1. Andoni on Mar 18, 2008 10:32:53 PM:

      They are all damaged goods. Just today McCain (the supposed national security expert) repeated 3 times that Iran was training Al Qaeda and shipping them back to Iraq. Joe Lieberman was so embarrassed at this misstatement that he tapped McCain on the shoulder to correct him. McCain had to correct himself.

      The question is which imperfect being do you want leading the country.

    1. BB on Mar 19, 2008 2:03:35 AM:

      Obama's minister said controversial things. NOT Obama. My mother, until her death, called black people, "niggers". Did I? NEVER. Did I try to explain to her that was a UGLY word that should not be used? YES But, she was a product of how things were, in her youth, in the racist, "nigger" lynching South of the past. Obama's minister is, in his mind, marching in Selma, with Martin. Some catch up slowly. Some, as in the case of my mother, not at all. THIS exists. FEW talk of it. Especially Politicians. Obama summarized racism in America, so succinctly, and the BAGGAGE from the past still being dragged along by many, knowingly and unknowingly, thus negatively influencing the present.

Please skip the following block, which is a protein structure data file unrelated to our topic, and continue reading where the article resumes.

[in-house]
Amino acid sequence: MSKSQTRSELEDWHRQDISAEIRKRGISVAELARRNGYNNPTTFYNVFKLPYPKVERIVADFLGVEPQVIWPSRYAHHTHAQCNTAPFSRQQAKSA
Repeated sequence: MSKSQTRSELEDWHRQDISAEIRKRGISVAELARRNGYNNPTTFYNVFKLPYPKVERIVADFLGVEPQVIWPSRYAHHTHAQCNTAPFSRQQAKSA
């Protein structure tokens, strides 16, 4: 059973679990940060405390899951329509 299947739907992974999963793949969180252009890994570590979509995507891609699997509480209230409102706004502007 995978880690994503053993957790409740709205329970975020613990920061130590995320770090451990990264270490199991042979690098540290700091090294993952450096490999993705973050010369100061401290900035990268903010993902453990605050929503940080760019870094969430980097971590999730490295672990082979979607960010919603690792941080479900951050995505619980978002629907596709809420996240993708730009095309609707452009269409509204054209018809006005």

When you are President, things don't go according to plan. Things happen, and you must face them, head on. Obama showed what a GREAT President he would be. Not since Kennedy's "ask not" speech has such grand, intelligent and thoughtful speech been given by a Political figure. A speech that can bring about such understanding and change if people THINK about what he said. Imagine, a Presidential candidate giving the people something profound to actually think about. Politicians usually give their sound bites, and then run and hide. Racism began raising it's ugly head (with help from the Hillary camp, and to her glee) and Obama stepped forward, as a President should, and addressed the issue at hand, head on, no matter how uncomfortable it might have been for him. I'm proud of him. I admire him.


    1. Andoni on Mar 19, 2008 7:38:52 AM:

      Yes, I agree with Barry 100% on how this shows what leadership is. Compare Obama's actions to a crisis to the current occupant of the White House and how he is addressing the financial meltdown that has been smoldering for 2 years, and and now leaping over fire walls for past 4 months. I feel sadness for the present and hope for the future.